2

An odd question, perhaps. But I think it needs to be considered.

Take for example, this question: Merge with security proposal?

As a question alone, in the Meta forums of the IT Security StackExchange, this is a good question. It is specific, on topic, and is something that the community should come to a final decision upon.

However, as an idea, it is obviously regarded as not good. I'll not go into any arguments for or against it here, but as it stands now the vote count nets out to negative three. So, either there's a lot of people disagreeing with my above assessment of the question's quality, or a lot of people are voting against the idea instead of the question.

I think this is something we need to try to standardize, so that we don't have votes competing at cross-purpose.

2

By tradition, voting on questions on Stack Exchange meta sites is an exception: ones does vote for or against the idea. As makerofthings wrote: “It's just a way to show sentiment on good ideas or ones we'd rather not see.”

This is not necessarily a useful traditions, but you can expect people who've been active on other Stack Exchange sites to follow it. On the other hand, you can't expect other people to know about it. So I guess the offshot is that question votes are mostly meaningless on Meta.


As for the main site, I hardly ever downvote questions. If they're not good: improve, or close. If they're ok, do nothing. If they're good, upvote.

  • Interesting - as this is the first StackExchange site I have seen I didn't know that, and couldn't find any faq entry or answer on the main meta to guide in this way. – Rory Alsop Jan 10 '11 at 22:30
  • 2
    That doesn't seem like a helpful practice. If there is a big important debate going on, and the voting is 50 for and 51 against, I want to know that and see points for and against in the answers, not see it swept under the rug as a "-1" question. – nealmcb Jan 10 '11 at 23:34
  • 1
    @nealmcb: Indeed. I'm just reporting the practice, not condoning it. I don't think the vote argument is important, 50/51 and 51/50 are equivalent, they just show a divided community. But a negatively voted question will be low in search results, which kind of makes sense for a feature request but not for other kinds of meta discussions. (I suspect the practice did start with feature requests, and got carried away.) – Gilles Jan 10 '11 at 23:40
  • 1
    So now we have the question of how to answer meta questions, and how to vote on the answers. If an answer doesn't state a position, but does accurately explain current behavior, I want to appreciate that, but not vote up and thus condone the behavior :) – nealmcb Jan 10 '11 at 23:46
  • 1
    As @Gilles says, Meta sites are different. There are several different kinds of posts here, and voting would (should!) behave differently here too. E.g. a feature request should have the question voted on, not the answers - unless the answers clarify the request, propose an alternate solution, or add useful information. A discussion question should be voted on if you think the discussion is an important one (or a trivial one), and the answers voted on to show your opinion. Bug questions could be voted for "me too" or "not me but this is important to fix", and so on... – AviD Jan 11 '11 at 7:39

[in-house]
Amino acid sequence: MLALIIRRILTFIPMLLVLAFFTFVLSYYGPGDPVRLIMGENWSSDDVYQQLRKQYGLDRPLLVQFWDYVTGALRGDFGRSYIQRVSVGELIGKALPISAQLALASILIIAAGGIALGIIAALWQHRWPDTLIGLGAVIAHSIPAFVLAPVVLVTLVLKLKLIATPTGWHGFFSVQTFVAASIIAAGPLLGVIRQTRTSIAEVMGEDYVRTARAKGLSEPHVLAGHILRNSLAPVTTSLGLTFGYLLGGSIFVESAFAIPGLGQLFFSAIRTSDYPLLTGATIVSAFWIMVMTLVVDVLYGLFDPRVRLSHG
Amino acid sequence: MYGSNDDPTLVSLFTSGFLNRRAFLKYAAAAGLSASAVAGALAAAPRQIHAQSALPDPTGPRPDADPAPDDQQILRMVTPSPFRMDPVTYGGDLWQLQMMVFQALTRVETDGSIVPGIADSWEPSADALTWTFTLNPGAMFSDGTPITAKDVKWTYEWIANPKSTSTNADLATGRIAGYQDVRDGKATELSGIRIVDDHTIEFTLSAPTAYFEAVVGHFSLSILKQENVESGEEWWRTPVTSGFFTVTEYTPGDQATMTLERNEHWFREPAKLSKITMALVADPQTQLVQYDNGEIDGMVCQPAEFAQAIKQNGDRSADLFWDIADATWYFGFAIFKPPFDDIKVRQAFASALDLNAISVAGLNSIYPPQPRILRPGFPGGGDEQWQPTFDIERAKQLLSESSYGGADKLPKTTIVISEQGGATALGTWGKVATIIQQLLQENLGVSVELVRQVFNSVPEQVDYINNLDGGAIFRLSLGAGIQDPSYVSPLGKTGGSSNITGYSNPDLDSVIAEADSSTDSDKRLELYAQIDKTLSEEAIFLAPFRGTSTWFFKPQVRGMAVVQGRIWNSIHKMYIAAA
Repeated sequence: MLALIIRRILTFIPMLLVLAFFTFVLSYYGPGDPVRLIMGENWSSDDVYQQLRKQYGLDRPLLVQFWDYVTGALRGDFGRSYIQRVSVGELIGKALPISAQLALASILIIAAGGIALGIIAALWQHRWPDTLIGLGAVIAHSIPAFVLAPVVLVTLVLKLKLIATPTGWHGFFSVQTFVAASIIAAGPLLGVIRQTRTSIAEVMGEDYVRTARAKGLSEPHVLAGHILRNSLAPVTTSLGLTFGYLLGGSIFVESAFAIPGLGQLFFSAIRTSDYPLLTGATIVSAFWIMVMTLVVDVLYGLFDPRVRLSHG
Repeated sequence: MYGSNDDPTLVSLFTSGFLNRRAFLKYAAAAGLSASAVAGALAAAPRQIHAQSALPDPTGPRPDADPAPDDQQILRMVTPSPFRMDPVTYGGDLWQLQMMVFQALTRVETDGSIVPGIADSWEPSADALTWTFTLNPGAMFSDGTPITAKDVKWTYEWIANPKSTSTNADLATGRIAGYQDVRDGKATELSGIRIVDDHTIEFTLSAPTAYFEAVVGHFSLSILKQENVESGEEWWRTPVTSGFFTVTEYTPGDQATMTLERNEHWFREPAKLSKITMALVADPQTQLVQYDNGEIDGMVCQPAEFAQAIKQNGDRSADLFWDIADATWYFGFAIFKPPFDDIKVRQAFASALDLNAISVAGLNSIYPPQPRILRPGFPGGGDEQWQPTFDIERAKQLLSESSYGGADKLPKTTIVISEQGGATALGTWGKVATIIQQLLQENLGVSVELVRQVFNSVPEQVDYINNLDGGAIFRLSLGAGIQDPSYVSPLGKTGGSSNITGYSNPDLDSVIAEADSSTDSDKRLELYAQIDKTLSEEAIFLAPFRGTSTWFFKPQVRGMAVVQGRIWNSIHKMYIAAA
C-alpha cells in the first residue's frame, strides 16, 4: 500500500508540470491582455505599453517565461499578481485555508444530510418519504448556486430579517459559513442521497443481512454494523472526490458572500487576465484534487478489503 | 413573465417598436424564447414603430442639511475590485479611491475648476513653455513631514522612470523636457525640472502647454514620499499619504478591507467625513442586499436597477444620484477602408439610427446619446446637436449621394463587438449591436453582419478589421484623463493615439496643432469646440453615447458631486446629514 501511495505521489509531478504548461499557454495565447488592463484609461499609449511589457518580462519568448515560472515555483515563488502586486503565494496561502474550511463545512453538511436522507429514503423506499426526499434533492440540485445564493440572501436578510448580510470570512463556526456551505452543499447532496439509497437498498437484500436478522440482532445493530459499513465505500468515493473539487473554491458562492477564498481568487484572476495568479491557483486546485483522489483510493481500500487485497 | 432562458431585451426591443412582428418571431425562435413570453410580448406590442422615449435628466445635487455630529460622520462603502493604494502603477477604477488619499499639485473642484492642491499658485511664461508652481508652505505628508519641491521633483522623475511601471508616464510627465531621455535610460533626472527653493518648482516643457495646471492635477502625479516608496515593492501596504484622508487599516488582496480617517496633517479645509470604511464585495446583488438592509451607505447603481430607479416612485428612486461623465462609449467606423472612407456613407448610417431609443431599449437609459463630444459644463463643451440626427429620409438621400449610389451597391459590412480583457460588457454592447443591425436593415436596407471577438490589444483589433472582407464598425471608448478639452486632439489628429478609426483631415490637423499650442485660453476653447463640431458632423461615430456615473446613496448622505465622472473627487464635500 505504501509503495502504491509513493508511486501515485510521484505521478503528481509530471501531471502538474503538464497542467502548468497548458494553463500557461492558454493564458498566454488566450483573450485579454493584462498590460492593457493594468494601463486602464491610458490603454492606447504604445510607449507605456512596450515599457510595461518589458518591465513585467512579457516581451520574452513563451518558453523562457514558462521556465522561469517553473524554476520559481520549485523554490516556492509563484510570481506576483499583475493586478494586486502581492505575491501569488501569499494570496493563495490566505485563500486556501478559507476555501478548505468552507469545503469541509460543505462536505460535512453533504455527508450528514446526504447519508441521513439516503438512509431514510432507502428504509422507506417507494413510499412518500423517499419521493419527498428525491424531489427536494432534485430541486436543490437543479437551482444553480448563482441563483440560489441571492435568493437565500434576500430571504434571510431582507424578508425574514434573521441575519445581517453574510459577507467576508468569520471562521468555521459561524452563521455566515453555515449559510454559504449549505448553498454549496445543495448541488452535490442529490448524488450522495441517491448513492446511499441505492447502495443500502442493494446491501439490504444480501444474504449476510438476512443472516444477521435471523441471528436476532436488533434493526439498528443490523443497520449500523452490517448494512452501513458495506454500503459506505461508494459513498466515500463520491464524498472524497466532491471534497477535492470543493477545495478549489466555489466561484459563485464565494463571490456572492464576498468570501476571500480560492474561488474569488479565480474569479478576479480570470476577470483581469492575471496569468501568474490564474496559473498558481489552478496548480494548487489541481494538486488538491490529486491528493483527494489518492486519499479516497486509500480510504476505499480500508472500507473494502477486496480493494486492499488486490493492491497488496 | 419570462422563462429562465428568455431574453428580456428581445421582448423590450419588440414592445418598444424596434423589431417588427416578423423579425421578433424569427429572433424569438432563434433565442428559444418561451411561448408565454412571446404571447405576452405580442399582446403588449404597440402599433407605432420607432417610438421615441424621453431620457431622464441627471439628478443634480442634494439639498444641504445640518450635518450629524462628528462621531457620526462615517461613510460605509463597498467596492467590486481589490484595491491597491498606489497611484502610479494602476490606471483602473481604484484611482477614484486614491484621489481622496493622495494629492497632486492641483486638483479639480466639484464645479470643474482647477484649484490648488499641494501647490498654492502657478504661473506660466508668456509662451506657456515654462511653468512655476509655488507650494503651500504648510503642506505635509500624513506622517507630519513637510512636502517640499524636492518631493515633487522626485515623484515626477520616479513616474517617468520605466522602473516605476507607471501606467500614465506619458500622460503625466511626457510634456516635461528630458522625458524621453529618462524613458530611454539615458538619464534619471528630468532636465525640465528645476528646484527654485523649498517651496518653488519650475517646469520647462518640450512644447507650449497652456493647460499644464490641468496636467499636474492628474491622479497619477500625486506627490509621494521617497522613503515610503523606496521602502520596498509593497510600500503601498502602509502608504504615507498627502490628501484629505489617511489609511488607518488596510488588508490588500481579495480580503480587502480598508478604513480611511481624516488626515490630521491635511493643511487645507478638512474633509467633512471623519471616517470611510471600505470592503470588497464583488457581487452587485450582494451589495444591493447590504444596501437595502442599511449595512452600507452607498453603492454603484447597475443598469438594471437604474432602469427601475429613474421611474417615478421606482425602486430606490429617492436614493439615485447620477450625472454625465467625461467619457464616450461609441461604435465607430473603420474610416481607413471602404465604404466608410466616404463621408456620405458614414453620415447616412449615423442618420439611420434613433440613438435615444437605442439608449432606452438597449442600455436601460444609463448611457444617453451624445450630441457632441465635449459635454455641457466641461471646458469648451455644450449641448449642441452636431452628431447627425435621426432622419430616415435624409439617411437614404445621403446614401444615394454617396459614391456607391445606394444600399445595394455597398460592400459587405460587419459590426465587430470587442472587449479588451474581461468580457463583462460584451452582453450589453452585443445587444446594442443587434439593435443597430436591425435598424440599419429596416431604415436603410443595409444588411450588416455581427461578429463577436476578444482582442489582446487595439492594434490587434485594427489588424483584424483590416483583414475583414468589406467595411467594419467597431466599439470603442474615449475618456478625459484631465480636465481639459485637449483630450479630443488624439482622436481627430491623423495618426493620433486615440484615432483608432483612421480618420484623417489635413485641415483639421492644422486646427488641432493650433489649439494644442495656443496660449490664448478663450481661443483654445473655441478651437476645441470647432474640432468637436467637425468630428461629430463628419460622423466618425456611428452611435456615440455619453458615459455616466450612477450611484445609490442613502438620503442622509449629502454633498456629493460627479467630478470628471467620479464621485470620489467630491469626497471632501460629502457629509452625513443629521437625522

• Also dont forget that voting on Meta has no repurcussions, there is no rep from meta votes. – AviD Jan 11 '11 at 7:39
  • For example, I downvoted the question, because I don't think it makes sense to talk about "standardizing voting" (dont take offense, @Iszi :) ). I upvoted this answer, because it points out that it doesnt make sense, on Meta. I did nothing on @Iszi's answer, because it is technically correct, but while it does add some meat to the discussion it doesn't really provide a useful answer here. – AviD Jan 11 '11 at 7:42
3

As for how to standardize the voting, I suggest we reflect upon the suggestions in the voting privileges pages.

https://security.stackexchange.com/privileges/vote-up

Whenever you encounter a question or answer that you feel is especially useful, vote it up!

Consider:

  • Is the question well-formed and specific?
  • Is the question on-topic?
  • Is the question objectively answerable?
  • Are there enough details given in the question so that it can be answered?*
  • Does the question pose a special challenge to the community?

https://security.stackexchange.com/privileges/vote-down

Whenever you encounter an egregiously sloppy, no-effort-expended post, or an answer that is clearly and perhaps dangerously incorrect, vote it down!

Consider:

  • Is the question vague and ambiguous?
  • Is the question off-topic?
  • Is the question subjective and argumentative?
  • Are there not enough details in the question for it to be answerable?*
  • Is the question too simple for the level of expertise expected in this community?

**In some cases good questions may still be lacking in detail, and these can later be expanded upon, but in many cases a lack of detail is also an attribute of a bad question.*

  • Well laid out Iszi. I have added a comment on that question to point here. – Rory Alsop Jan 10 '11 at 22:13

You must log in to answer this question.

Not the answer you're looking for? Browse other questions tagged .